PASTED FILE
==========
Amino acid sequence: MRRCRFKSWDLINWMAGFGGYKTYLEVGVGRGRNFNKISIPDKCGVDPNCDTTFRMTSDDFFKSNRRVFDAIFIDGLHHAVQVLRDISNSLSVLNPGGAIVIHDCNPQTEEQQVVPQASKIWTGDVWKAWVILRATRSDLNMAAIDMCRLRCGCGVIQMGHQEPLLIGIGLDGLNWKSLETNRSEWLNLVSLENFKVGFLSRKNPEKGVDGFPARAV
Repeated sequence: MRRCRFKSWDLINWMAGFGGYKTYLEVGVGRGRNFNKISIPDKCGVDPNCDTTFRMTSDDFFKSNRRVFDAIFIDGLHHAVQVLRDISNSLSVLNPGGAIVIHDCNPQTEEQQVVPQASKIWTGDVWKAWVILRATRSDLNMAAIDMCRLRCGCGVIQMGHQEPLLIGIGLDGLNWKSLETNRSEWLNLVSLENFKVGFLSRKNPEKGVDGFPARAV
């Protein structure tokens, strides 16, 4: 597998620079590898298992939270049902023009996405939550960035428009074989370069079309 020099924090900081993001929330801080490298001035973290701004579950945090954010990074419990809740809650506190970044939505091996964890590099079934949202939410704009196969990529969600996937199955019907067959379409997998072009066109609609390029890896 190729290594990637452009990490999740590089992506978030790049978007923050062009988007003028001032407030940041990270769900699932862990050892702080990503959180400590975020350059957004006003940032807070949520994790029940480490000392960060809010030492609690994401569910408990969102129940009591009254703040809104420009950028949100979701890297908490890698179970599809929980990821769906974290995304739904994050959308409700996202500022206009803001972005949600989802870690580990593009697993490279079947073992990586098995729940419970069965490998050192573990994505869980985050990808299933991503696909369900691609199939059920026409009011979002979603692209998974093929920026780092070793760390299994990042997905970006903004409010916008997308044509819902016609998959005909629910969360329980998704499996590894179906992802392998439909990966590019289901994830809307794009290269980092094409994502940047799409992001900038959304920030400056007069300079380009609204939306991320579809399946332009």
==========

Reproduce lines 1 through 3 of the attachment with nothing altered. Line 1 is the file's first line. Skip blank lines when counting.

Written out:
Amino acid sequence: MRRCRFKSWDLINWMAGFGGYKTYLEVGVGRGRNFNKISIPDKCGVDPNCDTTFRMTSDDFFKSNRRVFDAIFIDGLHHAVQVLRDISNSLSVLNPGGAIVIHDCNPQTEEQQVVPQASKIWTGDVWKAWVILRATRSDLNMAAIDMCRLRCGCGVIQMGHQEPLLIGIGLDGLNWKSLETNRSEWLNLVSLENFKVGFLSRKNPEKGVDGFPARAV
Repeated sequence: MRRCRFKSWDLINWMAGFGGYKTYLEVGVGRGRNFNKISIPDKCGVDPNCDTTFRMTSDDFFKSNRRVFDAIFIDGLHHAVQVLRDISNSLSVLNPGGAIVIHDCNPQTEEQQVVPQASKIWTGDVWKAWVILRATRSDLNMAAIDMCRLRCGCGVIQMGHQEPLLIGIGLDGLNWKSLETNRSEWLNLVSLENFKVGFLSRKNPEKGVDGFPARAV
């Protein structure tokens, strides 16, 4: 597998620079590898298992939270049902023009996405939550960035428009074989370069079309 020099924090900081993001929330801080490298001035973290701004579950945090954010990074419990809740809650506190970044939505091996964890590099079934949202939410704009196969990529969600996937199955019907067959379409997998072009066109609609390029890896 190729290594990637452009990490999740590089992506978030790049978007923050062009988007003028001032407030940041990270769900699932862990050892702080990503959180400590975020350059957004006003940032807070949520994790029940480490000392960060809010030492609690994401569910408990969102129940009591009254703040809104420009950028949100979701890297908490890698179970599809929980990821769906974290995304739904994050959308409700996202500022206009803001972005949600989802870690580990593009697993490279079947073992990586098995729940419970069965490998050192573990994505869980985050990808299933991503696909369900691609199939059920026409009011979002979603692209998974093929920026780092070793760390299994990042997905970006903004409010916008997308044509819902016609998959005909629910969360329980998704499996590894179906992802392998439909990966590019289901994830809307794009290269980092094409994502940047799409992001900038959304920030400056007069300079380009609204939306991320579809399946332009």